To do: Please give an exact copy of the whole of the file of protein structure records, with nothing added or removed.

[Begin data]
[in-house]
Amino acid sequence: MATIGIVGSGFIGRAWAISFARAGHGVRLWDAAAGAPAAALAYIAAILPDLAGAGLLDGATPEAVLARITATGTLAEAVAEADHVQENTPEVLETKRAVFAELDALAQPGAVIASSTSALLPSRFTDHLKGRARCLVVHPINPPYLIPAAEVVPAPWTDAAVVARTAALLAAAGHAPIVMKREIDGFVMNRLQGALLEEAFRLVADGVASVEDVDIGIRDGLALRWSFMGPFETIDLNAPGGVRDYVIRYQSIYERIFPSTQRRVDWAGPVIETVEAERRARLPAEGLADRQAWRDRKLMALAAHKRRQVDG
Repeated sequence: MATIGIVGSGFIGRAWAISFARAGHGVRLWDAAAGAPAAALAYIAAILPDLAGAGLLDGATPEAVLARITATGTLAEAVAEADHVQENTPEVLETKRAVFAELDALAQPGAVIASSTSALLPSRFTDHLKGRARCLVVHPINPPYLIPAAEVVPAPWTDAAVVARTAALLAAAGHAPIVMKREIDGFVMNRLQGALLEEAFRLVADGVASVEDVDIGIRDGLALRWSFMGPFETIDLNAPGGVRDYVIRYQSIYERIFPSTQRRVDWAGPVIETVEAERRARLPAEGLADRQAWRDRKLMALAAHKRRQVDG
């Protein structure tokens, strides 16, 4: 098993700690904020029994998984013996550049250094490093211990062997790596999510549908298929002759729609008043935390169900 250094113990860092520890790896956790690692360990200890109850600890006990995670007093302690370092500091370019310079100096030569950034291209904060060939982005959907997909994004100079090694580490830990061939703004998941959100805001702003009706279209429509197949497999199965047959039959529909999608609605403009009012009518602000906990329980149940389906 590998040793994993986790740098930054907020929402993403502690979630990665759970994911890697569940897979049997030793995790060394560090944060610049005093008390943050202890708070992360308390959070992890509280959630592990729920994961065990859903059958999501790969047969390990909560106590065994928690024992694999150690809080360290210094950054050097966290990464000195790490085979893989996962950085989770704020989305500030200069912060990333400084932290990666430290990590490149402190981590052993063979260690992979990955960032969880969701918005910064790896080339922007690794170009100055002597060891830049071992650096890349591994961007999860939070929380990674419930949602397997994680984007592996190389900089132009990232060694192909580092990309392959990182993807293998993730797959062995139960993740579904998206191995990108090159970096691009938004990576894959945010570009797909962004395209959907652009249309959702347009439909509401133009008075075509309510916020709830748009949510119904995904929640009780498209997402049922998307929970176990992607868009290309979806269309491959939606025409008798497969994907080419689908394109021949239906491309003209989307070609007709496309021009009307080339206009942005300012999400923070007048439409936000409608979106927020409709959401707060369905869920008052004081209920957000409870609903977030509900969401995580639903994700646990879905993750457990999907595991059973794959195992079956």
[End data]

[in-house]
Amino acid sequence: MATIGIVGSGFIGRAWAISFARAGHGVRLWDAAAGAPAAALAYIAAILPDLAGAGLLDGATPEAVLARITATGTLAEAVAEADHVQENTPEVLETKRAVFAELDALAQPGAVIASSTSALLPSRFTDHLKGRARCLVVHPINPPYLIPAAEVVPAPWTDAAVVARTAALLAAAGHAPIVMKREIDGFVMNRLQGALLEEAFRLVADGVASVEDVDIGIRDGLALRWSFMGPFETIDLNAPGGVRDYVIRYQSIYERIFPSTQRRVDWAGPVIETVEAERRARLPAEGLADRQAWRDRKLMALAAHKRRQVDG
Repeated sequence: MATIGIVGSGFIGRAWAISFARAGHGVRLWDAAAGAPAAALAYIAAILPDLAGAGLLDGATPEAVLARITATGTLAEAVAEADHVQENTPEVLETKRAVFAELDALAQPGAVIASSTSALLPSRFTDHLKGRARCLVVHPINPPYLIPAAEVVPAPWTDAAVVARTAALLAAAGHAPIVMKREIDGFVMNRLQGALLEEAFRLVADGVASVEDVDIGIRDGLALRWSFMGPFETIDLNAPGGVRDYVIRYQSIYERIFPSTQRRVDWAGPVIETVEAERRARLPAEGLADRQAWRDRKLMALAAHKRRQVDG
């Protein structure tokens, strides 16, 4: 098993700690904020029994998984013996550049250094490093211990062997790596999510549908298929002759729609008043935390169900 250094113990860092520890790896956790690692360990200890109850600890006990995670007093302690370092500091370019310079100096030569950034291209904060060939982005959907997909994004100079090694580490830990061939703004998941959100805001702003009706279209429509197949497999199965047959039959529909999608609605403009009012009518602000906990329980149940389906 590998040793994993986790740098930054907020929402993403502690979630990665759970994911890697569940897979049997030793995790060394560090944060610049005093008390943050202890708070992360308390959070992890509280959630592990729920994961065990859903059958999501790969047969390990909560106590065994928690024992694999150690809080360290210094950054050097966290990464000195790490085979893989996962950085989770704020989305500030200069912060990333400084932290990666430290990590490149402190981590052993063979260690992979990955960032969880969701918005910064790896080339922007690794170009100055002597060891830049071992650096890349591994961007999860939070929380990674419930949602397997994680984007592996190389900089132009990232060694192909580092990309392959990182993807293998993730797959062995139960993740579904998206191995990108090159970096691009938004990576894959945010570009797909962004395209959907652009249309959702347009439909509401133009008075075509309510916020709830748009949510119904995904929640009780498209997402049922998307929970176990992607868009290309979806269309491959939606025409008798497969994907080419689908394109021949239906491309003209989307070609007709496309021009009307080339206009942005300012999400923070007048439409936000409608979106927020409709959401707060369905869920008052004081209920957000409870609903977030509900969401995580639903994700646990879905993750457990999907595991059973794959195992079956």